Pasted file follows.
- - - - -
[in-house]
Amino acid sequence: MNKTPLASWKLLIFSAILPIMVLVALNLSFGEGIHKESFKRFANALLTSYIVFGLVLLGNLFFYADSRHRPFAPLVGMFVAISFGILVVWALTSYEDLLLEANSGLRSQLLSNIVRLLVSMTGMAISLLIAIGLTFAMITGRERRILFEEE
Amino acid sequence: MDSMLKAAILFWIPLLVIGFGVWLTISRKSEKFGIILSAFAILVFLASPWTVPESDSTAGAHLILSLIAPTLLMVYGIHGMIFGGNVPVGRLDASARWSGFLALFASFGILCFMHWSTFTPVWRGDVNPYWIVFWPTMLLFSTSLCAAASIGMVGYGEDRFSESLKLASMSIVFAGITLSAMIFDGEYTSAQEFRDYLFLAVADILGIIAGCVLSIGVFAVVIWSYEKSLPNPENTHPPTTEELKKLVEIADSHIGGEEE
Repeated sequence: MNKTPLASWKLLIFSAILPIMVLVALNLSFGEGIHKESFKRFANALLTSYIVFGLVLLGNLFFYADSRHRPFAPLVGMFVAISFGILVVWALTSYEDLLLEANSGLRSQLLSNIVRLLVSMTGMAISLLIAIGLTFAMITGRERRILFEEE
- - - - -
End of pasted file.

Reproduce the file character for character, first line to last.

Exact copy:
[in-house]
Amino acid sequence: MNKTPLASWKLLIFSAILPIMVLVALNLSFGEGIHKESFKRFANALLTSYIVFGLVLLGNLFFYADSRHRPFAPLVGMFVAISFGILVVWALTSYEDLLLEANSGLRSQLLSNIVRLLVSMTGMAISLLIAIGLTFAMITGRERRILFEEE
Amino acid sequence: MDSMLKAAILFWIPLLVIGFGVWLTISRKSEKFGIILSAFAILVFLASPWTVPESDSTAGAHLILSLIAPTLLMVYGIHGMIFGGNVPVGRLDASARWSGFLALFASFGILCFMHWSTFTPVWRGDVNPYWIVFWPTMLLFSTSLCAAASIGMVGYGEDRFSESLKLASMSIVFAGITLSAMIFDGEYTSAQEFRDYLFLAVADILGIIAGCVLSIGVFAVVIWSYEKSLPNPENTHPPTTEELKKLVEIADSHIGGEEE
Repeated sequence: MNKTPLASWKLLIFSAILPIMVLVALNLSFGEGIHKESFKRFANALLTSYIVFGLVLLGNLFFYADSRHRPFAPLVGMFVAISFGILVVWALTSYEDLLLEANSGLRSQLLSNIVRLLVSMTGMAISLLIAIGLTFAMITGRERRILFEEE